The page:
On Friday Sept. 20, Montclair middle and high school students participated in a walkout, one of hundreds taking place around the world, calling attention to climate change. That same evening, residents gathered on Church Street where NJ Peace Action held its own rally bringing attention to environmental issues affecting our world.

And Montclair is doing what it can to lower its carbon footprint every day — weighing a proposed ban on single-use plastic bags, entering into a partnership for residents to get energy from renewable sources, installing more charging stations for electric vehicles, exploring adding electric vehicles to the township’s fleet and planting pollinator and vegetable gardens throughout Montclair.

For Gray Russell, the township’s sustainability officer, some of Montclair’s biggest contributions to helping lessen the effects of climate change involve switching over to greener energy.

Montclair has teamed up with Maplewood, South Orange, Millburn, Glen Ridge and Verona to bid on behalf of 53,000 households for a cleaner energy source. The group, the Sustainable Essex Alliance Energy Procurement Cooperative, is now one of the largest community energy aggregations in the state. The partnership means that Montclair residents are now receiving a higher percentage of its electricity — 40 percent, twice the state requirement of 20 percent — from renewable sources. In July, Direct Energy Services, LLC became the new energy supplier for the six towns.

Some households opted out of the SEA’s energy plan. But 12,345 households in Montclair are participating. The expected savings over the course of the 17-month contract, on average, is expected to be $150 for a house and $100 for an apartment.

The Association of New Jersey Environmental Commissions is awarding the SEA its 2019 Environmental Achievement Award, Russell said.

Electric vehicles could be the next step for the township’s fleet. The township’s health and human services director, would like to have an electric vehicle to replace an older department vehicle. “That is a big climate boost because it switches us away from petroleum and onto electricity,” Russell said.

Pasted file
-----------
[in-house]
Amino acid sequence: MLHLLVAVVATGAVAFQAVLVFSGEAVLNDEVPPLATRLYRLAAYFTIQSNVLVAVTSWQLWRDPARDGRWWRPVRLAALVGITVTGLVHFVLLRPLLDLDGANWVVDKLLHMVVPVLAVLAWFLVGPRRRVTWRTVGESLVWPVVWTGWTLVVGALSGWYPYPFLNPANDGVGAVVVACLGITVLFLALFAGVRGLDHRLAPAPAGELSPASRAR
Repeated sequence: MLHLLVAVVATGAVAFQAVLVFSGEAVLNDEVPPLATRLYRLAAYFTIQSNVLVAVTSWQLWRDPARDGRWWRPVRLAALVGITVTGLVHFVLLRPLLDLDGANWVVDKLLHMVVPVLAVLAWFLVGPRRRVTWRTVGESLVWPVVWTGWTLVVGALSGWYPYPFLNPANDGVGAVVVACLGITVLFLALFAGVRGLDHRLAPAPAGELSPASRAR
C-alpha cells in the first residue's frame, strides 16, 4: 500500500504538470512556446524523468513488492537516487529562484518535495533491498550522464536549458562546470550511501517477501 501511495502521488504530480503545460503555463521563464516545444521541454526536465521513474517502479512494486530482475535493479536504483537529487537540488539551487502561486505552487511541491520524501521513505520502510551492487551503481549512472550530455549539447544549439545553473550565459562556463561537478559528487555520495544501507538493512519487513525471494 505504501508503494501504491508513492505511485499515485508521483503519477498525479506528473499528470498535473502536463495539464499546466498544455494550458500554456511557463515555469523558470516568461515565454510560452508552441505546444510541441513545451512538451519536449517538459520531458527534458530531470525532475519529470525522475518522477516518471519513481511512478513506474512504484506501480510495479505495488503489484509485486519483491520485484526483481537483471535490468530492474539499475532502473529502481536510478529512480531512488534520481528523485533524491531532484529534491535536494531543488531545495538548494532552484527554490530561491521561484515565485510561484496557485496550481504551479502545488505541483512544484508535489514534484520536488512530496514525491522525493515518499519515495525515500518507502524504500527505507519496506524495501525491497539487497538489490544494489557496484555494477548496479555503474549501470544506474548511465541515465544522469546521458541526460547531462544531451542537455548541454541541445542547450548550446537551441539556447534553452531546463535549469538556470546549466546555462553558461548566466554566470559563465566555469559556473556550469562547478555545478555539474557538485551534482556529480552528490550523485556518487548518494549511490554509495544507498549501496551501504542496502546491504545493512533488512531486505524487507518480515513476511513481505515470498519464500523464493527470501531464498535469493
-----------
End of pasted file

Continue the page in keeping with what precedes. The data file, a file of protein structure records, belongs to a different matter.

Montclair does not have a charging station at the municipal building at this time. But Russell said Montclair is applying for grants from the NJ Department of Environmental Protection and from Volkswagen to install additional charging stations and to help Montclair invest in electric vehicles.

climate change
ERIN ROLL/STAFF An electric vehicle charging station in the Upper Montclair municipal parking lot on Valley Road. There are at least eight charging stations present in Montclair.

Montclair was the first town in New Jersey to install public electric vehicle charging stations in 2010. There are two in Montclair Center at the Fullerton Deck (next to the YMCA on Park Street); two at Crescent Parking Deck behind Church Street between South Fullerton Avenue and South Park Street; and two uptown in the Bellevue Avenue Upper Montclair shopping district.

The municipal-owned charging stations are under the purview of the Montclair Parking Authority, which tracks their energy usage. The original charging stations are now out of date and need to be replaced.

A number of private businesses have also installed their own charging stations as well, Russell said. Nauna’s Bella Casa/Quick Chek has two in their Valley Road Plaza at 148 Valley Road near Van Vleck Street. The Bravitas Group, noted for building and owning a number of LEED-certified, ecologically-friendly properties in town has installed a charging station at each of their two office locations — Hillside Square at 8 Hillside Ave. across from Hillside School and 105 Grove St. Brassworks.

Since Montclair residents who have electric vehicles charge their vehicles at home, the charging stations are an amenity for people visiting Montclair from out of town.

The charging stations all see regular use, but Russell did not have immediate access to the meters’ data.